In our bi-weekly series, we highlight dynamic women—from entrepreneurs and small business founders to CEOs and celebrities—discussing their style ethos, the pieces that empower them, and how they balance life alongside whirlwind careers.
Rajni Jacques is a big-picture thinker. The former fashion editor likes a detailed narrative and clear-cut vision. She wants a ripe and juicy idea to sink her teeth into. "I've always loved the storytelling aspect of fashion, the context of why a trend is happening now. That's always been part of my curiosity," Jacques tells Marie Claire. This inquisitive hunger—the desire to delve into the down-deep of something—galvanized the creative to do what many dream of but are often too intimidated to pull the trigger: the career pivot.
Jacques, a master's degree from Columbia Journalism School, began in print media. "My background started in the traditional publishing way where I interned at a bunch of different magazines," she describes the industry's typical rite of passage for all over-eager neophytes. Jacques quickly moved up the ranks, clinching highly-coveted editor and director titles at publications like Glamour, Nylon, and Vibe throughout the aughts and twenty-tens.
But then Big Tech entered the picture and disrupted everything. "There was a definite shift when apps became readily available to people," Jacques describes. "It opened my eyes to see that fashion does not only live in this realm: It has permeated to others and opened itself up to people who, at one point, would not be able to be part of the conversation. I saw how the digital era—the revolution—was democratizing fashion and allowing people to become their brands, their own P.R., and build on their own, all without having to be part of the one percent, which was cool."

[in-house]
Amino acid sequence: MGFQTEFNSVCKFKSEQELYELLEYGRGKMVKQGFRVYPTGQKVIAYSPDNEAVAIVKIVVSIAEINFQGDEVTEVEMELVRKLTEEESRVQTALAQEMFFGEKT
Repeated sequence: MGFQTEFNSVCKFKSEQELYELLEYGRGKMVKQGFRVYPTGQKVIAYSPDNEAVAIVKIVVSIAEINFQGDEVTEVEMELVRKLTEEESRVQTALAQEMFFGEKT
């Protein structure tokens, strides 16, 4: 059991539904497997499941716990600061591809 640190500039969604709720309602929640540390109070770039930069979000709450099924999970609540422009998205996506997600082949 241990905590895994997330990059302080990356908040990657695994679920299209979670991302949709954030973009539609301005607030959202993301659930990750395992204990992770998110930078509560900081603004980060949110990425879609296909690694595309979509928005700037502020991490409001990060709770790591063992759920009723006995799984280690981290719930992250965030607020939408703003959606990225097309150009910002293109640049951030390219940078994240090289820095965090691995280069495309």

Instead of cowering in the face of the new and unknown, Jacques viewed it as an opportunity to launch herself into the future. "At that point in my career, I was forced to do things so traditionally by the book that I was held hostage by the magazine. I pivoted because I wanted to explore and be creative without a ceiling." She jumped headfirst into the wild, wild world of digital media as a consultant and then later made the biggest leap of all: leaving the industry to join Snapchat as its head of all things fashion and beauty.